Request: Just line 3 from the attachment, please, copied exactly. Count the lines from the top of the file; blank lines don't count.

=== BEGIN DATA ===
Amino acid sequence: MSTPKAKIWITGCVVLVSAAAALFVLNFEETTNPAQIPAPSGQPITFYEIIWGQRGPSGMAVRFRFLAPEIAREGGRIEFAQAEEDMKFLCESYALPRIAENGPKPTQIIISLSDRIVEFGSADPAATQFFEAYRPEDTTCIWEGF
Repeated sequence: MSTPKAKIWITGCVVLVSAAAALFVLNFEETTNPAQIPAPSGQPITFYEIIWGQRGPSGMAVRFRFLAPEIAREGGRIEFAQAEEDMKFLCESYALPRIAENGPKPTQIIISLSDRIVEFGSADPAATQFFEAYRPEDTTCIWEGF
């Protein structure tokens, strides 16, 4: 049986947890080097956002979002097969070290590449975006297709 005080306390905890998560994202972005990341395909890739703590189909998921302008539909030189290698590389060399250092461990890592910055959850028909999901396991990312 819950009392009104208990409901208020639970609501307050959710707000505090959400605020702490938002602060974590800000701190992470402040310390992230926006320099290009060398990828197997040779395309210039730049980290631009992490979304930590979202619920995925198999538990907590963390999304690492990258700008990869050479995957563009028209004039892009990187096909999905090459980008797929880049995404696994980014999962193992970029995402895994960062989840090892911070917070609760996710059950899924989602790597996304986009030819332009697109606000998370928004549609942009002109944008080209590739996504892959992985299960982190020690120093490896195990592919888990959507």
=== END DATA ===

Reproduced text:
């Protein structure tokens, strides 16, 4: 049986947890080097956002979002097969070290590449975006297709 005080306390905890998560994202972005990341395909890739703590189909998921302008539909030189290698590389060399250092461990890592910055959850028909999901396991990312 819950009392009104208990409901208020639970609501307050959710707000505090959400605020702490938002602060974590800000701190992470402040310390992230926006320099290009060398990828197997040779395309210039730049980290631009992490979304930590979202619920995925198999538990907590963390999304690492990258700008990869050479995957563009028209004039892009990187096909999905090459980008797929880049995404696994980014999962193992970029995402895994960062989840090892911070917070609760996710059950899924989602790597996304986009030819332009697109606000998370928004549609942009002109944008080209590739996504892959992985299960982190020690120093490896195990592919888990959507």